"I'm collecting information, I can't give you an answer to that," DePaepe said. "We collect our data, then we analyze it, then we come up with probable cause. Right now, you're asking for step 500, and we're on step 2."
Earlier Monday, Forest Park Mayor Anthony T. Calderone and CTA officials said no one was on the train.
"To the best of our knowledge, from what we know right now, there was no driver, there was no human being on that eastbound train," Forest Park Mayor Anthony T. Calderone said. "Forest Park police are treating this as a crime scene."
"So the million dollar question is how did this happen? There were initial reports that this was possibly a sabotage or the train was taken out of the yard. Earlier reports were that they saw somebody operating the train. We have not confirmed this," ATU local 308 President Robert Kelly said.
He calls the situation "baffling," and said the eastbound train was in the yard, scheduled to go to Skokie for repairs. Kelly said CTA trains are supposed to have a trip mechanism to keep trains from moving without someone on board.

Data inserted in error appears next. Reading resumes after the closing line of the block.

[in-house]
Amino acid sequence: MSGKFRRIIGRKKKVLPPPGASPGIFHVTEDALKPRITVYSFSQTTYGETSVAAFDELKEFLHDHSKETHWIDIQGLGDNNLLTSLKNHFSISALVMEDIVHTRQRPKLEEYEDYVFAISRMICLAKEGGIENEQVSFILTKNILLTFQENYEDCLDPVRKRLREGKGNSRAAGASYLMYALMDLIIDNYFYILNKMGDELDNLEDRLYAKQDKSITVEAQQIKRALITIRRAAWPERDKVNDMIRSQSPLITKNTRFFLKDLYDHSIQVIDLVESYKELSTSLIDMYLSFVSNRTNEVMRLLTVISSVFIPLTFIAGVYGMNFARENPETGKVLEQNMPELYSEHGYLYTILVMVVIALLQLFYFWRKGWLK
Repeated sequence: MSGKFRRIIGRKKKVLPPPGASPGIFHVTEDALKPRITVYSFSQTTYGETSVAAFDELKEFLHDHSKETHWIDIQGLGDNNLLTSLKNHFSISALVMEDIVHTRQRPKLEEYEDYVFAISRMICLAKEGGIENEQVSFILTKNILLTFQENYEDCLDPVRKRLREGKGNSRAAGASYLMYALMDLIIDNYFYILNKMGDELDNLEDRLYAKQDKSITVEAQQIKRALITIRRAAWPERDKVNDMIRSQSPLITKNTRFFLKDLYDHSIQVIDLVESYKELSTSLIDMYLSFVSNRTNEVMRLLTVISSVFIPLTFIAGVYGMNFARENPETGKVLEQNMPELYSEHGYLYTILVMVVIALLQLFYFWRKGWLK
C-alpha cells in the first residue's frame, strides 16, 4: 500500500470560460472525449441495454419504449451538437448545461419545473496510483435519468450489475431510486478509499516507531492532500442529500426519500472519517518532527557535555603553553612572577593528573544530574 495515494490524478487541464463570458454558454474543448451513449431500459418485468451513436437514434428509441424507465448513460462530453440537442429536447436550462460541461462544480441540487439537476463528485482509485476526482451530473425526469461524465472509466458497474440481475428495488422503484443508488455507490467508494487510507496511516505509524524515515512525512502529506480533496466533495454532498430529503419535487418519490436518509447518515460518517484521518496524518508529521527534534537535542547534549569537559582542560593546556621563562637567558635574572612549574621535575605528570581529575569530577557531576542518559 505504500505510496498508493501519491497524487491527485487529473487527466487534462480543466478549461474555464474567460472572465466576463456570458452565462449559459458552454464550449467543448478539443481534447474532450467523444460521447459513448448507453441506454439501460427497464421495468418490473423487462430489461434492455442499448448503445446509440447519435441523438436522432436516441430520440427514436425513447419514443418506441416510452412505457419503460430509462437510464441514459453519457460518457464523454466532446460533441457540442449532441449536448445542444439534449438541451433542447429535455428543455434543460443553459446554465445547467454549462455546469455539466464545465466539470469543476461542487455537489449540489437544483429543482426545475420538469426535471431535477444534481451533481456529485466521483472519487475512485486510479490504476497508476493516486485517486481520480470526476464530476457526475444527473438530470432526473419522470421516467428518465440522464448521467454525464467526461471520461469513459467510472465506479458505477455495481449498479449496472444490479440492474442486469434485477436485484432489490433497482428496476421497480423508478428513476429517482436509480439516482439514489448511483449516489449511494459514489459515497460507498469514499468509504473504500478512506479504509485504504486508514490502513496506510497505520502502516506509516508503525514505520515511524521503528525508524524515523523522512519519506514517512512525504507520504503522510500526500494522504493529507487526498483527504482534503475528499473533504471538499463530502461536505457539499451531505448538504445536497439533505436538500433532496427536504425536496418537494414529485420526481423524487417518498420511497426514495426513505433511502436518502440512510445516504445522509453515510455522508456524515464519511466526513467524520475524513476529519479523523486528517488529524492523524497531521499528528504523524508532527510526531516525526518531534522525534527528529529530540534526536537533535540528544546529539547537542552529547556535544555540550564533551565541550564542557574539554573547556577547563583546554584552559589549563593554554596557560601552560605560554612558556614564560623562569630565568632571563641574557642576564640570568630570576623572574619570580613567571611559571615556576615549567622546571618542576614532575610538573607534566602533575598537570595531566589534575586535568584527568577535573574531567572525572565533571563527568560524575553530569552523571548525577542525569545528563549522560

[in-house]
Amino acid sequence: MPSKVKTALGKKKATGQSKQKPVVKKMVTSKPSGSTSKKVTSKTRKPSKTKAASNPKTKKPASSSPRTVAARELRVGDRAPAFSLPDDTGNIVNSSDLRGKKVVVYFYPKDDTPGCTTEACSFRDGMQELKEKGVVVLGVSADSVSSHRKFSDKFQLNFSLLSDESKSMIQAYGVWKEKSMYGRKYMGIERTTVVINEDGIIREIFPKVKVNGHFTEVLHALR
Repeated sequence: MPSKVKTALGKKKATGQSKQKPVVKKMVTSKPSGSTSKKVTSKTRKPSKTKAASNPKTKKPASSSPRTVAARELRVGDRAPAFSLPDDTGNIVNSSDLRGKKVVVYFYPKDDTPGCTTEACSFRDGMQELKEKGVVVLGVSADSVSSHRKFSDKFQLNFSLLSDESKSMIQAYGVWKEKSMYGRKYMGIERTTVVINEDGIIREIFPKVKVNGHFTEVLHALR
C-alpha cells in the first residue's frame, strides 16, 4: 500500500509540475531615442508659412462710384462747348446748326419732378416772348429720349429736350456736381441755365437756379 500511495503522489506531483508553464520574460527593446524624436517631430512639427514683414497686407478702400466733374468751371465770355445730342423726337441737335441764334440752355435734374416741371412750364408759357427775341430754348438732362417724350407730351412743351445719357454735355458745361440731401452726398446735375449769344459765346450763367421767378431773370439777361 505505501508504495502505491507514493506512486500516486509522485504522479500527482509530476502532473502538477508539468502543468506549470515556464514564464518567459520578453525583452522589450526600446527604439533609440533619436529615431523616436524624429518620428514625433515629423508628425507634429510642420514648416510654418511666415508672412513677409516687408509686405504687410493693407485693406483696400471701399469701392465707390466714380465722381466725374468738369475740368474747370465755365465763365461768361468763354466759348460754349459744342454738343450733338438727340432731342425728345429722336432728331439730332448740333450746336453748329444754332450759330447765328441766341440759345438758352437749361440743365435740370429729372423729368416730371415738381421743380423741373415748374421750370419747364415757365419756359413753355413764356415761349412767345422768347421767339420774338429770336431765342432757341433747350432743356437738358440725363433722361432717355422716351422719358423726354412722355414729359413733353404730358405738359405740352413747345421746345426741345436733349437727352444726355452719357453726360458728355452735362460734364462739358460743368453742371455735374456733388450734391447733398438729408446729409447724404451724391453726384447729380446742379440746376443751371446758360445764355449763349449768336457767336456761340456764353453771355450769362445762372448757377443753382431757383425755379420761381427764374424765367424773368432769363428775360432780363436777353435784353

"In my 27 years here, I've never seen a train start by itself," Kelly said. Kelly said as far as he knows, none of the workers in the rail yard started the train, a process that takes two keys. Also baffling for Kelly, how the train managed to go uphill from the yard, and why none of the safety mechanisms seemed to work.
"This train never should have got to Forest Park station. It should have been tripped in the yard, going through the interlock. I don't know how that happened," Kelly said.
"There are two switches that ideally, and should have, stopped this train from moving. Why didn't they is part of the investigation," CTA spokesperson Brian Steele said. There's no indication at this point that this was criminal activity, Steele said. "There's no broken windows. There's no pried-open doors. There's no graffiti or vandalism inside the rail car."
It took the train two to three minutes to travel from the rail yard to the Harlem station, officials said.
33 transported, all minor injuries
"I was waiting for my train. Time to go to school. I heard screaming, 'Stop the train, stop the train, slow down,'" Taylor Pettigrew, witness, said. Then she heard the crash. "It seemed like the train going toward Forest Park bumped back a little bit."